50 Great Films You Should See From 2014

Fifteen Great Performances and Stories

Just because we’re not calling these next thirty films “essential” doesn’t mean you should sleep on them. This is, actually, just the beginning of what’s out there right now, but there’s something special in the thirty films that follow on the next two pages that make them particularly worth seeking out.


Wetlands (David Wnendt, Strand Releasing)

A troublesome adaptation of a hit German novel, Wetlands is a must-see for the lead performance from Carla Juri, who is one of the most magnetic screen presences we’ve seen all year.


Fishing Without Nets

Fishing Without Nets (Cutter Hodierne, Vice)

See the story of Somali pirates from the other side, as Somali-born actors explore the conditions that lead men into piracy.


Dear White People

Dear White People (Justin Simien, Roadside Attractions)

Writer/director Justin Simien stands out as a new comic voice and a strong visual director with this debut feature, which uses four central characters and an environment of campus unrest as an entry point to look at our so-called post-racial America.


ping pong summer trailer

Ping Pong Summer (Michael Tully, Gravitas Ventures)

There’s a familiar sort of coming of age story at the center of Ping Pong Summer, but the reason the film stands out is its impeccably-researched and rebuilt ’80s environment. Many films go in for ’80s nostalgia, but almost none get the details right the way they’re seen here.



The Battered Bastards of Baseball (Chapman Way and Maclain Way, Netflix)

This baseball doc is a family affair, as it follows the minor league team founded and run by Kurt Russell’s father Bing Russell — Kurt is in the film, which is directed by Russell family cousins. The story here is a terrific and funny account of rebels making a last stand in an increasingly corporate-controlled world.



Frank (Lenny Abrahamson, Magnolia)

Michael Fassbender’s weird performance, delivered from beneath a giant fake head, is one reason to love Frank, but what really makes the movie special is the way it captures an invisible energy between musicians as they work together to build ideas from the ground up.


Obvious Child

Obvious Child (Gillian Robespierre, A24)

Jenny Slate (Saturday Night Live, Parks and Recreation, House of Lies) stars as a stand-up comedian who deals with an unexpected pregnancy after a one-night stand. The film gives Slate the spotlight she deserves.



The One I Love (Charlie McDowell, Radius-TWC)

This is a relationship comedy wrapped in a cocoon of sci-fi, but it’s really Elisabeth Moss’s movie from top to bottom. She’s excellent in a role that offers her opportunities to really explore two sides of a familiar character.


Showrunners A Documentary - Joss Whedon

Showrunners (Des Doyle, Gravitas Ventures and Submarine Deluxe)

As audiences embrace developments in TV storytelling, the concept of the “showrunner” is a more familiar term, even if many people who use it don’t really know what the job entails. This doc makes use of access to many experienced showrunners to dig into what some of TV’s hardest-working producers and writers really do.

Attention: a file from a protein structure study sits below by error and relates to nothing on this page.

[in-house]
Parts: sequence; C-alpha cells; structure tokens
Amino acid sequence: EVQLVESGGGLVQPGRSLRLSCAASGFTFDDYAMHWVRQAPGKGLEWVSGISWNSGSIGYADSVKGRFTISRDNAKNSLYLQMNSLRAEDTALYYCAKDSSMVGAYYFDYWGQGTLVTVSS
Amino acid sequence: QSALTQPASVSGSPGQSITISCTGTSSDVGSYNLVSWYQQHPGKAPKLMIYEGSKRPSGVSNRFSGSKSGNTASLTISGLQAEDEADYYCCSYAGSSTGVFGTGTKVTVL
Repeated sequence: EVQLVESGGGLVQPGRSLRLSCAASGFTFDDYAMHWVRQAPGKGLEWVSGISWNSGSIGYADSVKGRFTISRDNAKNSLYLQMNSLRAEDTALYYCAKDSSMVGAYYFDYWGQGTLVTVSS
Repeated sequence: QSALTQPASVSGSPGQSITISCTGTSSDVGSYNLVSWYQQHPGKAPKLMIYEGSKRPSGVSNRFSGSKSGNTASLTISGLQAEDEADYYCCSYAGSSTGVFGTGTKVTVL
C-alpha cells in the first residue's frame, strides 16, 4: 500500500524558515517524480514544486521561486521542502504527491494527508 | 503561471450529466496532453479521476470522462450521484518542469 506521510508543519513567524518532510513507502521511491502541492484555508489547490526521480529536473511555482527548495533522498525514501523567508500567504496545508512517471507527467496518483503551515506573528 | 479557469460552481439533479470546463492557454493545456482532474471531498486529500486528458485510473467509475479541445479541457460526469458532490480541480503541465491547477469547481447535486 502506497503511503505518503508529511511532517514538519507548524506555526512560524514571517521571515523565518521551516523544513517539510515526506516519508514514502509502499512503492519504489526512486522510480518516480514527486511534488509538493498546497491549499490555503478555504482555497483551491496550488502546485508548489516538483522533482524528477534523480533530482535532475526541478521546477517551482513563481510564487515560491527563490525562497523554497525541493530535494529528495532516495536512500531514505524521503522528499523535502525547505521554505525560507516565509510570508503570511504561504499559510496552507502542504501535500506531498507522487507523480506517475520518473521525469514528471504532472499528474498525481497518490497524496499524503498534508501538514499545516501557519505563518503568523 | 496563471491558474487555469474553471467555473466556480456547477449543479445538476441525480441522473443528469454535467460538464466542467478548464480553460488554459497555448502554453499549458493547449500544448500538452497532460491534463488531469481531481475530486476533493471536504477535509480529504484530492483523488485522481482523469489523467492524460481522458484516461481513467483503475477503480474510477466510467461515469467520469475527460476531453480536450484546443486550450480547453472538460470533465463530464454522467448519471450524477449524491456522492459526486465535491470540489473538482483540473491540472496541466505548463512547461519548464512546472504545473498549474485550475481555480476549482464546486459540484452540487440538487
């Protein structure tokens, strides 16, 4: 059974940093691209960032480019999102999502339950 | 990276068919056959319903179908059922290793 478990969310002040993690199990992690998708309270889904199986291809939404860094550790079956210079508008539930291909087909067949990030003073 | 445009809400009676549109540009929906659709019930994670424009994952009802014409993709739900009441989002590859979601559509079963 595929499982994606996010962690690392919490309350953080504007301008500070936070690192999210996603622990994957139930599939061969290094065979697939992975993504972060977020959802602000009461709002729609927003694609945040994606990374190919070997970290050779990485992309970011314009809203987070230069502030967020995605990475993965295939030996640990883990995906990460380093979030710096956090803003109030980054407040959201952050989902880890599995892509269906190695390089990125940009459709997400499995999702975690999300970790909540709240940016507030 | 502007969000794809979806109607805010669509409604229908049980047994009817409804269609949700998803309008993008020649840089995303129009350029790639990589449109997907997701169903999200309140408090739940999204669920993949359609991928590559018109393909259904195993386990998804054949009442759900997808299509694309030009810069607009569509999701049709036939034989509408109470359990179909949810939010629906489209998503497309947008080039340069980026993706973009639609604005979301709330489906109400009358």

Skeleton Twins

The Skeleton Twins (Craig Johnson, Roadside Attractions)

Estranged siblings reunite after a decade, and Bill Hader and Kristen Wiig bridge their comic work with more serious dramatic chops in this comic and pointed family story.


Starred Up

Starred Up (David Mackenzie, Tribeca Film)

Jack O’Connell moved away from Skins and truly began his run towards almost inevitable stardom with this gritty prison drama, in which a violent young offender is transferred to a harsh adult prison.


Comet Emmy Rossum Justin Long

Comet (Sam Esmail, IFC)

Justin Long and Emmy Rossum star in this love story that reveals a couple’s relationship by sliding between five stories from their life, with editing that connects and transforms the stories in unusual and unpredictable ways.



Locke (Steven Knight, A24)

Tom Hardy has the spotlight in this one-man show that sees a concrete expert deserting a big job in order to fulfill a different responsibility in his life, and then watches as he deals with the fallout. Steven Knight impressively directs the film to maximize tension even though most of the action is Hardy’s character, in a car, talking on the phone.



Supermench (Beth Aala and Mike Myers, Radius-TWC)

This doc takes a genial raconteur’s tone as it celebrates the life of Shep Gordon, a music industry stalwart who acted as talent manager for such acts as Alice Cooper, Blondie, Teddy Pendergrass, and (very briefly) Pink Floyd.



A Most Wanted Man (Anton Corbijn, Lionsgate)

This features one of Philip Seymour Hoffman’s final performances, which is reason enough to see it. But that performance is particularly poignant, and his final scene here captures a very specific sort of rage and frustration.


After the break, we’ll get to the incredible genre films that have hit screens this year.

Continue Reading 50 Indie and Foreign Films You Should See in 2014 >>

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